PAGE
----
The controversial move of the Supreme Court overturning the landmark Roe Vs. Wade judgment may have kept the legal status blurred for the coming months, but Google certainly took prompt steps after concern that a digital trail could inform law enforcement if an individual terminates a pregnancy illegally. Google will “auto-delete” location history data for abortion clinic visits and other “particularly personal” places.
To Mitigate Potential Harm…
Search Engine Google announced on Friday (July 2) in a blog post that it would remove location history data about some “particularly personal” places from a Google account shortly after someone visits. The step comes in the aftermath of the United States Supreme Court judgment overturning the landmark judgment Roe Vs. Wade, which recognized a woman`s constitutional right to an abortion and legalized it nationwide.
Locations that will have their data deleted include “medical facilities like counselling centres, domestic violence shelters, abortion clinics, fertility centres, addiction treatment facilities, weight loss clinics, cosmetic surgery clinics, and others,” according to the blog. The location data change will take place in the coming weeks, Jen Fitzpatrick, a Google senior vice president, wrote in a blog post.
Why Will Google Delete Location History?
Google states that the step relates to the concern that a digital trail could inform law enforcement if an individual terminates a pregnancy illegally. As state laws continue to ban abortions after the US Supreme court ruling, which come as a victory for the Republicans and conservatives, the technology industry has fretted police could obtain warrants for customers’ search history, geolocation and other information revealing pregnancy plans.
Google also stated that “it would continue to push back against improper or overly broad demands for data by the government”, without reference to abortion. The overturning of Roe Vs Wade has sparked questions about how much data and digital trails people have produced, which could be used against those who try to illegally seek an abortion.
For instance, in states that allow bans or limit abortion, law enforcement may be able to take action against the medical providers but for them, information about individuals — including location data, payment data and more — is not hard to obtain through data brokers and other sources.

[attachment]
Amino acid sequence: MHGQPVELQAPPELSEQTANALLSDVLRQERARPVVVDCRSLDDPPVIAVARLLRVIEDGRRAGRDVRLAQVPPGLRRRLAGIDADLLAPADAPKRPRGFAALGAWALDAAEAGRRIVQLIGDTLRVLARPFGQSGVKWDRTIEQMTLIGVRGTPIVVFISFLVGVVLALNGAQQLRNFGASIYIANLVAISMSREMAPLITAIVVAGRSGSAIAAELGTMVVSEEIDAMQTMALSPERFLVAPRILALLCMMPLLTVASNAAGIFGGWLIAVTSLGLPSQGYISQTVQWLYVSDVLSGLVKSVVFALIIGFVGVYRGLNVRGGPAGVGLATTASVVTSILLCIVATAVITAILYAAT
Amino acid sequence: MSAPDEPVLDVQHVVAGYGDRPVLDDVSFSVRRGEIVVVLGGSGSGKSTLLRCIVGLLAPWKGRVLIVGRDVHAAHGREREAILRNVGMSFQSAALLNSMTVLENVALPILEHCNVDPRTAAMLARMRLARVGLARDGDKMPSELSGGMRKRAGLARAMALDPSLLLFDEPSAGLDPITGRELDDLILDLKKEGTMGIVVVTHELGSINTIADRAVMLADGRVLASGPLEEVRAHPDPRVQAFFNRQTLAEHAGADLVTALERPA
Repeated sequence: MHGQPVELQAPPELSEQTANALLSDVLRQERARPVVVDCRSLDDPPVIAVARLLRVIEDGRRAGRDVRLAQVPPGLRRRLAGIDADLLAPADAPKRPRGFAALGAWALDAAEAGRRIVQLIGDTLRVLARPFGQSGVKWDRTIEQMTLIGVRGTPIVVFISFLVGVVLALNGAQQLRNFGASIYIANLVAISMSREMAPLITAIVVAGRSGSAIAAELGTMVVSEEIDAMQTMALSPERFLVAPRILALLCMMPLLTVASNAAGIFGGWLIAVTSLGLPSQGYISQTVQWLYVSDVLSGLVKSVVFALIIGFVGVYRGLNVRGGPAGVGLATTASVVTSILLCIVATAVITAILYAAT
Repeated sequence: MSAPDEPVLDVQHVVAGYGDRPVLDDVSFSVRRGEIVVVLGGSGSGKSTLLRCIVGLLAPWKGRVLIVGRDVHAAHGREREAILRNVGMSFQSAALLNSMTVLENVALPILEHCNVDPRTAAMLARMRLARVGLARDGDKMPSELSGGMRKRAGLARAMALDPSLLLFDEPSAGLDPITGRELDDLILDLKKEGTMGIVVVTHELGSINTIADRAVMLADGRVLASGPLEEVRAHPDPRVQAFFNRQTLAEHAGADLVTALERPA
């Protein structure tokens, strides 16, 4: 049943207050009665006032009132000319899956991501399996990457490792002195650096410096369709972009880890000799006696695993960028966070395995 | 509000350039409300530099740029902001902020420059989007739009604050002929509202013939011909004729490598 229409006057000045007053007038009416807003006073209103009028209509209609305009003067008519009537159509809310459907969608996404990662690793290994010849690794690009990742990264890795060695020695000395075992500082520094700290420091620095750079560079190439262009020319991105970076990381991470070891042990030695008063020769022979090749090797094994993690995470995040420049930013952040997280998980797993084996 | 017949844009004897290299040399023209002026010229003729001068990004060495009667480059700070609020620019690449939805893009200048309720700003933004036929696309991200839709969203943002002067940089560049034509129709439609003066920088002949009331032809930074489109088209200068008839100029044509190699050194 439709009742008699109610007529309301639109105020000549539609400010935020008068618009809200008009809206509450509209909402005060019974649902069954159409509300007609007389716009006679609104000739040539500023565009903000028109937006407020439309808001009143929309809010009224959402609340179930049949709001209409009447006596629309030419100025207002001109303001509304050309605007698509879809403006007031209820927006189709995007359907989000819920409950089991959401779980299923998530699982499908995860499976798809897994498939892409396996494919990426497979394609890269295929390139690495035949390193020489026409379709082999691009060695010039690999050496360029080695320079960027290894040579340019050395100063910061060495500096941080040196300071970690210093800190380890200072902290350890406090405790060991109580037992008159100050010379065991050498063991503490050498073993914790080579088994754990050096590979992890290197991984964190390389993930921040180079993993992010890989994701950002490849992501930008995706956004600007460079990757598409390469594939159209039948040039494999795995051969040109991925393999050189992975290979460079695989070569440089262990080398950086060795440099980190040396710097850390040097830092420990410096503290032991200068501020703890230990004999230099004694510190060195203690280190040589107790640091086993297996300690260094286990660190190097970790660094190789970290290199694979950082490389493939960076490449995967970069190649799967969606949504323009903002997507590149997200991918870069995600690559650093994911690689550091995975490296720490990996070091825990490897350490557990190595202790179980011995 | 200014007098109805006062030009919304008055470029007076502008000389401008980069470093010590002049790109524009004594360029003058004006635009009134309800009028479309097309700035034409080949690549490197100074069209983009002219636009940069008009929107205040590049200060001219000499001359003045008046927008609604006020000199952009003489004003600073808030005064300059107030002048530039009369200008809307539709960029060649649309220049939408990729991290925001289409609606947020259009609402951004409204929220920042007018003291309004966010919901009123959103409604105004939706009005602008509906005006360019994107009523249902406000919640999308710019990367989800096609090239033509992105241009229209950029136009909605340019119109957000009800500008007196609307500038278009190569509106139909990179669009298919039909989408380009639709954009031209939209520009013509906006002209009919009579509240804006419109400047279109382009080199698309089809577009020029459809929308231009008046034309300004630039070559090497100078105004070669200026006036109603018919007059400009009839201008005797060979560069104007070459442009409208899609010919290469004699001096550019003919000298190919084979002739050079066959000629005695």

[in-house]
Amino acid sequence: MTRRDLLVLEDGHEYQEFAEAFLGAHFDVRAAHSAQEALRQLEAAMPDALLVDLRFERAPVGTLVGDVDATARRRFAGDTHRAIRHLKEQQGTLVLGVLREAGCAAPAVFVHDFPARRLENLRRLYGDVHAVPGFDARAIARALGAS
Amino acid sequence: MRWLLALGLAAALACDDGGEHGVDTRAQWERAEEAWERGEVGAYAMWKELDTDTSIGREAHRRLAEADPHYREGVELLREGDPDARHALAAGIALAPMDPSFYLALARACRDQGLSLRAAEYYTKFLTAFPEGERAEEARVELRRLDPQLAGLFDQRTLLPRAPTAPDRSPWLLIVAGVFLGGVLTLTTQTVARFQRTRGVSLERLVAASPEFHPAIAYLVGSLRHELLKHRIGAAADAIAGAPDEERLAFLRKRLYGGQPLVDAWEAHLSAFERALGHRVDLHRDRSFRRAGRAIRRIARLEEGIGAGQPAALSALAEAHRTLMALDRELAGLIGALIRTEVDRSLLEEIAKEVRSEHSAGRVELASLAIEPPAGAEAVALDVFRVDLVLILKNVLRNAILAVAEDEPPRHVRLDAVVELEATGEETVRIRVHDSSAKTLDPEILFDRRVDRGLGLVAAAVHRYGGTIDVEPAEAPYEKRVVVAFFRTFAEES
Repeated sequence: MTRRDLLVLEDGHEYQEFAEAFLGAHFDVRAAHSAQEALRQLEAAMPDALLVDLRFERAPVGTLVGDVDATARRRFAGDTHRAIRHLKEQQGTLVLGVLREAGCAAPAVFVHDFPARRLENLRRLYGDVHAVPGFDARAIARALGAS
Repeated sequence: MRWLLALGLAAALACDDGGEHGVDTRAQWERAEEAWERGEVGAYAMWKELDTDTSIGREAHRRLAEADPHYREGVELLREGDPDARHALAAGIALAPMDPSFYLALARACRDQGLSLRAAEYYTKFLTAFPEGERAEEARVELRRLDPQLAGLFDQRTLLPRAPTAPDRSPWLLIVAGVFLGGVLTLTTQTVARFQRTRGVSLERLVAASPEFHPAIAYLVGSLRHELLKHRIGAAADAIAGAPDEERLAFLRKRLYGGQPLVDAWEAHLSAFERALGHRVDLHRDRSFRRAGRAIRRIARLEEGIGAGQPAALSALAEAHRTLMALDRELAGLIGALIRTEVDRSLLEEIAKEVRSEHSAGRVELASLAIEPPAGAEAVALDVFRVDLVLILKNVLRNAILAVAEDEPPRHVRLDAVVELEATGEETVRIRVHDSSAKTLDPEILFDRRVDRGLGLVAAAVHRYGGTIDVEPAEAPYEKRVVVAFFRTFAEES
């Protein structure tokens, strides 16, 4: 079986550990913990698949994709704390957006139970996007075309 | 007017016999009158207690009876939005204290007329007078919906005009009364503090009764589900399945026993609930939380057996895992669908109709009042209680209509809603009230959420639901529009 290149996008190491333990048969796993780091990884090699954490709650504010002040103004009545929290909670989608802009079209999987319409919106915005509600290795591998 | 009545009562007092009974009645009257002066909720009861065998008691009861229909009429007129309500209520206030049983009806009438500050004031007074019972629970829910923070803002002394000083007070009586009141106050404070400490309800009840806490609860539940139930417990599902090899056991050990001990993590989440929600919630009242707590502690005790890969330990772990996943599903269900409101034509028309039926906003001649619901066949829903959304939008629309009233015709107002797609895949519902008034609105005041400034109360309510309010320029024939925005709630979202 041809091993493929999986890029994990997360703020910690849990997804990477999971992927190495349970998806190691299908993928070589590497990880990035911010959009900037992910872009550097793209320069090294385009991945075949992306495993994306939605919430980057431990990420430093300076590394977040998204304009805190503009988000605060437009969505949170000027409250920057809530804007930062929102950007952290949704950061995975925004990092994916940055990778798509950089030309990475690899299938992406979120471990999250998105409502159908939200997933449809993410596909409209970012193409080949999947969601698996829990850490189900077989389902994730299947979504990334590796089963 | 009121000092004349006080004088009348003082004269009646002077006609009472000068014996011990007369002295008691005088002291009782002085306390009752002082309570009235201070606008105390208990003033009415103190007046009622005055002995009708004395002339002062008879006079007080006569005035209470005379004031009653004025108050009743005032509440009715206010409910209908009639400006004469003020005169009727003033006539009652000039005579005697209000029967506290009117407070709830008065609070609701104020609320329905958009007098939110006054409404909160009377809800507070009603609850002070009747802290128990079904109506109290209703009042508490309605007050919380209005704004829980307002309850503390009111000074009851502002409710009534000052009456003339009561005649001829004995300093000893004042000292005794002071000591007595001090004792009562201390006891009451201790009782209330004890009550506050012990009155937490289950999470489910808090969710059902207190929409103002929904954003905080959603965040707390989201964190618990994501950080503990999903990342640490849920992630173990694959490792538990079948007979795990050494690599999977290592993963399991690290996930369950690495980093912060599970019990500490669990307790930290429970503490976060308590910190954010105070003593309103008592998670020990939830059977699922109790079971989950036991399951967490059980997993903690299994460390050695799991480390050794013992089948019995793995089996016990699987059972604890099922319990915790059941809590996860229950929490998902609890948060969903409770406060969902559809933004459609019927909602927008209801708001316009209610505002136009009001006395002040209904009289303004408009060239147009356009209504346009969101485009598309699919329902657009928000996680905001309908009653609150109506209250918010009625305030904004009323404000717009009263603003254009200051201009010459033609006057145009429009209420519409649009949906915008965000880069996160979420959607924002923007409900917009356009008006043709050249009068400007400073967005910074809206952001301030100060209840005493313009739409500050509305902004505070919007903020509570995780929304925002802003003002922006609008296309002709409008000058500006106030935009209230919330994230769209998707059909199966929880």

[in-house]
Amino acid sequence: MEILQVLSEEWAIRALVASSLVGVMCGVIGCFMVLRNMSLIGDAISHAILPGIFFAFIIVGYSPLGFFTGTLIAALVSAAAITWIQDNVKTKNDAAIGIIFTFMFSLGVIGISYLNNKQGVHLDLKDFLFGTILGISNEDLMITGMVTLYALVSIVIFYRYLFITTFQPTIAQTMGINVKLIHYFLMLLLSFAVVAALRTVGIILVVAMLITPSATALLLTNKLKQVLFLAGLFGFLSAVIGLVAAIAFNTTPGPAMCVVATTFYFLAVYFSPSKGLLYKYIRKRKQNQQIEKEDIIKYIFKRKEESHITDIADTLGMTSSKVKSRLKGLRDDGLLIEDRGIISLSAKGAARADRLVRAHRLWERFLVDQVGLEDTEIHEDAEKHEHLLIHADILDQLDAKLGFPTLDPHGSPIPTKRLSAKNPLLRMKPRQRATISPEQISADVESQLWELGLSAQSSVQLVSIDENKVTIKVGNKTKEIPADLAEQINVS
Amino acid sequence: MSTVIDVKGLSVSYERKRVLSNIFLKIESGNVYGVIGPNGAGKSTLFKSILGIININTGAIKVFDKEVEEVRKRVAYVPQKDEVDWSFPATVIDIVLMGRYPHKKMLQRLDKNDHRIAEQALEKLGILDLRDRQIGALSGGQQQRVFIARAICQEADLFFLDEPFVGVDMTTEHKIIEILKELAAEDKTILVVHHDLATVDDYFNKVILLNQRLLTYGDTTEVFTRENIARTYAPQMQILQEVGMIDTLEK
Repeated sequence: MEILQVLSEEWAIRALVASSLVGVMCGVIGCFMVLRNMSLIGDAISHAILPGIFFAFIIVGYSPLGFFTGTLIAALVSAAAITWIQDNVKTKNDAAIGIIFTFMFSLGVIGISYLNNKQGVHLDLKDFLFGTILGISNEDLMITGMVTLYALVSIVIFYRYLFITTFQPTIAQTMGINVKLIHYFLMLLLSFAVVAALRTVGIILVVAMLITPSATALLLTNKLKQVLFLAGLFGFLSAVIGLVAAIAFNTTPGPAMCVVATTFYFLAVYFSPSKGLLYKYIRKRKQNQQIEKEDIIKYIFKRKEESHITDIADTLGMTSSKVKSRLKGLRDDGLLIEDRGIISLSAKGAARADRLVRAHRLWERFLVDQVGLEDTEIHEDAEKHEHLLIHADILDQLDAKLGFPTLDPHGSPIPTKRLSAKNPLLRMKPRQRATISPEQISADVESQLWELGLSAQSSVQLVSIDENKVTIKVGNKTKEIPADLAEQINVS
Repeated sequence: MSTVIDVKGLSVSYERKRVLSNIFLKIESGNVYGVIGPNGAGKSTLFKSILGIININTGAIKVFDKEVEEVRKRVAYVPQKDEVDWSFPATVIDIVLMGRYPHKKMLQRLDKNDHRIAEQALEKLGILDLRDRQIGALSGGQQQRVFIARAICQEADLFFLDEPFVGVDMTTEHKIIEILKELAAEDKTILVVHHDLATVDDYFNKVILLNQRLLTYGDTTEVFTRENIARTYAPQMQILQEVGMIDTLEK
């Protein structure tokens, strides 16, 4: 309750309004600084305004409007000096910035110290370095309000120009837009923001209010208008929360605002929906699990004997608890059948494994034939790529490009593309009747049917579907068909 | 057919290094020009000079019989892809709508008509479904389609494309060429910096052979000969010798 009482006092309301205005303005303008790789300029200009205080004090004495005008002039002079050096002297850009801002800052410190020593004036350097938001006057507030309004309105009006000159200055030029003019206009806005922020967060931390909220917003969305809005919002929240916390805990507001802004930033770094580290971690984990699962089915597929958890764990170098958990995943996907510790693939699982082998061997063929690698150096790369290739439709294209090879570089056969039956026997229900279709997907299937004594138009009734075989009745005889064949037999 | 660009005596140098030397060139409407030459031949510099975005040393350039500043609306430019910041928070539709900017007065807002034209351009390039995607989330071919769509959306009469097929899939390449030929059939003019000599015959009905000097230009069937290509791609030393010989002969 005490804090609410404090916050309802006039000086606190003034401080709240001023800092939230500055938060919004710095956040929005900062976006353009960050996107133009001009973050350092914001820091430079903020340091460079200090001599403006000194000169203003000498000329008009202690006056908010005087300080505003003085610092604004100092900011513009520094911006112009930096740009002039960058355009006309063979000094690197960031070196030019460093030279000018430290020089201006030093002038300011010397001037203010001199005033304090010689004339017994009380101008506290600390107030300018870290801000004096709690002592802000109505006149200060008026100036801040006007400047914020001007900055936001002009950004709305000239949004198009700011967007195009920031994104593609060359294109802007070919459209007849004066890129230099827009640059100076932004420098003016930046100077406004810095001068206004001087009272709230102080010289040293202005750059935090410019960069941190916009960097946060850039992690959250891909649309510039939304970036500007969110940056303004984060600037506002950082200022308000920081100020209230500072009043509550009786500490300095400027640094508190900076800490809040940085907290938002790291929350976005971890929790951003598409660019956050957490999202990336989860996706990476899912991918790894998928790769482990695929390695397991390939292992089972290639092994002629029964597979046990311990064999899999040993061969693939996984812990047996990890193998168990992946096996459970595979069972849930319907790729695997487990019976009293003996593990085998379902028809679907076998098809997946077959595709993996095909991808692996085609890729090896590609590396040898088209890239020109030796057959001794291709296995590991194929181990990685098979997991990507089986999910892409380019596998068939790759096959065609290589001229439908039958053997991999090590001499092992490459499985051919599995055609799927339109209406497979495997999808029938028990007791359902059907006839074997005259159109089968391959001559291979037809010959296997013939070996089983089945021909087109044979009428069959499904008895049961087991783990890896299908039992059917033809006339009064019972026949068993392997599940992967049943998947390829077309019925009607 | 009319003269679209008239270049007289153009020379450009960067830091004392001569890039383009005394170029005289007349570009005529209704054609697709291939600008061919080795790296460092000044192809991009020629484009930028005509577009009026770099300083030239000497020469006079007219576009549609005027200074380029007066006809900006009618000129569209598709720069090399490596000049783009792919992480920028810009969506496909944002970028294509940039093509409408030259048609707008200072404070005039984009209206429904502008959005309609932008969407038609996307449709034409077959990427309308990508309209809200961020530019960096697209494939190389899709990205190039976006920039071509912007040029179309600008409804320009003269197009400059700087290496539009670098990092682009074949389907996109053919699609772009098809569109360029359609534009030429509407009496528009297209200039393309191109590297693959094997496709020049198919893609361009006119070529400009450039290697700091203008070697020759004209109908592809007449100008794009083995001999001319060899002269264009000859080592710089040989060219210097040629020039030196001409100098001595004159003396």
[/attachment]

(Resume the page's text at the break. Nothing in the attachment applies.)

If you don’t know, the Alphabet Workers Union, a group representing more than 800 people who are employed by Google’s parent company demanded this week that the search giant delete any personal data that law enforcement could try to use to prosecute those who are getting abortions despite the recent judgment that bans them.
The tech giant said that if their systems identify that someone has visited one of these places, “we will delete these entries from Location History soon after they visit. This change will take effect in the coming weeks”. In fact, the users can also turn off Google’s location data altogether, and the step will become effective in the coming weeks.
Not only this but Facebook and Instagram are also removing posts from users who offered abortion pills via mail posts. In a controversial judgment by the United States Supreme Court, the highest authority has ended constitutional protections for abortion that were in place for nearly five decades. The decision in Dobbs Vs. Jackson Women’s Health Organization has come with a conservative majority to overturn the landmark “Roe Vs Wade” ruling of 1973.
The judgment leads to abortion bans in roughly half of the states, and the conservatives are calling it a decision that has come through the culmination of decades of efforts by abortion opponents. What do you think about Google’s step amid this chaos?